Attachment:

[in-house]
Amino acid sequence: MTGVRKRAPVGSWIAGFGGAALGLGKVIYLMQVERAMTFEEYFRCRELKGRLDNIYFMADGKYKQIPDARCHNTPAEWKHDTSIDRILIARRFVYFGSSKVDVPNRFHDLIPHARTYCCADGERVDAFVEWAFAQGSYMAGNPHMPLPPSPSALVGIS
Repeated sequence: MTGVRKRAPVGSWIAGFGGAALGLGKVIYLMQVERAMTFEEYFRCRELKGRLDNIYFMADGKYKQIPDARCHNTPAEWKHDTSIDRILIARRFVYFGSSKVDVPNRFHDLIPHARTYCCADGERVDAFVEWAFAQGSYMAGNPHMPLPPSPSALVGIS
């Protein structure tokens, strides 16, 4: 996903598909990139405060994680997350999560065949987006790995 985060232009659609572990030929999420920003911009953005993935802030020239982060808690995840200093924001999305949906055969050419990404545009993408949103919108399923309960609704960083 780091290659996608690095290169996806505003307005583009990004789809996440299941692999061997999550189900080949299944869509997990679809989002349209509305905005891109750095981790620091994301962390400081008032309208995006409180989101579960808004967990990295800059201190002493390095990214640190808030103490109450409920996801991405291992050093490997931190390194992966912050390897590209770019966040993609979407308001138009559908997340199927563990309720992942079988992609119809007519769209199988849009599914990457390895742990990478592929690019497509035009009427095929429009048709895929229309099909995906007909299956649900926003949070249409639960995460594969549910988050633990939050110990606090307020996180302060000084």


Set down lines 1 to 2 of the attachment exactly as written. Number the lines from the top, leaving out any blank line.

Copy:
[in-house]
Amino acid sequence: MTGVRKRAPVGSWIAGFGGAALGLGKVIYLMQVERAMTFEEYFRCRELKGRLDNIYFMADGKYKQIPDARCHNTPAEWKHDTSIDRILIARRFVYFGSSKVDVPNRFHDLIPHARTYCCADGERVDAFVEWAFAQGSYMAGNPHMPLPPSPSALVGIS